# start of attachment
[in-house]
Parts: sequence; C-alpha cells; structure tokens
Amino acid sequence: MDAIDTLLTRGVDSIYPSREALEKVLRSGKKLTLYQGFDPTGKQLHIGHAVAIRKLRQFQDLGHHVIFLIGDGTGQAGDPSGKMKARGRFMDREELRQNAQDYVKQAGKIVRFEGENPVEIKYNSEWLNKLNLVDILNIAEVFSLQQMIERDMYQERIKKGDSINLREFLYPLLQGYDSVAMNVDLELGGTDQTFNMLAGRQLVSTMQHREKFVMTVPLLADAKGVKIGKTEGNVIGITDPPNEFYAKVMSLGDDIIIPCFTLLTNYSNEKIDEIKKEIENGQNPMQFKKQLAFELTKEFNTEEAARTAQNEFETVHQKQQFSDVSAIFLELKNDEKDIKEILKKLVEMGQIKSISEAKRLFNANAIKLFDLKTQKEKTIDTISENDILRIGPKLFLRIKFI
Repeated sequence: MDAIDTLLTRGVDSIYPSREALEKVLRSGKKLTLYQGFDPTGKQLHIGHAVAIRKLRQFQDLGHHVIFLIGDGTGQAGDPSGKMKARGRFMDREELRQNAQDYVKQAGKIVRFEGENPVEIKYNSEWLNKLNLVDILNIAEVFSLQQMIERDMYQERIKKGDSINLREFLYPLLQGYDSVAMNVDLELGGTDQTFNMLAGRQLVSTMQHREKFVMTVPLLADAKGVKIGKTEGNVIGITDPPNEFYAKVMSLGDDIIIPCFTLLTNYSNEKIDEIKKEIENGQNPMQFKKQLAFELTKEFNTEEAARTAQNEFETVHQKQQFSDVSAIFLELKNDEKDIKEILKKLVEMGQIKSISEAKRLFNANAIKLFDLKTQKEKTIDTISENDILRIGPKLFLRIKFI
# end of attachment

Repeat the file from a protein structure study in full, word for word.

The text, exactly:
[in-house]
Parts: sequence; C-alpha cells; structure tokens
Amino acid sequence: MDAIDTLLTRGVDSIYPSREALEKVLRSGKKLTLYQGFDPTGKQLHIGHAVAIRKLRQFQDLGHHVIFLIGDGTGQAGDPSGKMKARGRFMDREELRQNAQDYVKQAGKIVRFEGENPVEIKYNSEWLNKLNLVDILNIAEVFSLQQMIERDMYQERIKKGDSINLREFLYPLLQGYDSVAMNVDLELGGTDQTFNMLAGRQLVSTMQHREKFVMTVPLLADAKGVKIGKTEGNVIGITDPPNEFYAKVMSLGDDIIIPCFTLLTNYSNEKIDEIKKEIENGQNPMQFKKQLAFELTKEFNTEEAARTAQNEFETVHQKQQFSDVSAIFLELKNDEKDIKEILKKLVEMGQIKSISEAKRLFNANAIKLFDLKTQKEKTIDTISENDILRIGPKLFLRIKFI
Repeated sequence: MDAIDTLLTRGVDSIYPSREALEKVLRSGKKLTLYQGFDPTGKQLHIGHAVAIRKLRQFQDLGHHVIFLIGDGTGQAGDPSGKMKARGRFMDREELRQNAQDYVKQAGKIVRFEGENPVEIKYNSEWLNKLNLVDILNIAEVFSLQQMIERDMYQERIKKGDSINLREFLYPLLQGYDSVAMNVDLELGGTDQTFNMLAGRQLVSTMQHREKFVMTVPLLADAKGVKIGKTEGNVIGITDPPNEFYAKVMSLGDDIIIPCFTLLTNYSNEKIDEIKKEIENGQNPMQFKKQLAFELTKEFNTEEAARTAQNEFETVHQKQQFSDVSAIFLELKNDEKDIKEILKKLVEMGQIKSISEAKRLFNANAIKLFDLKTQKEKTIDTISENDILRIGPKLFLRIKFI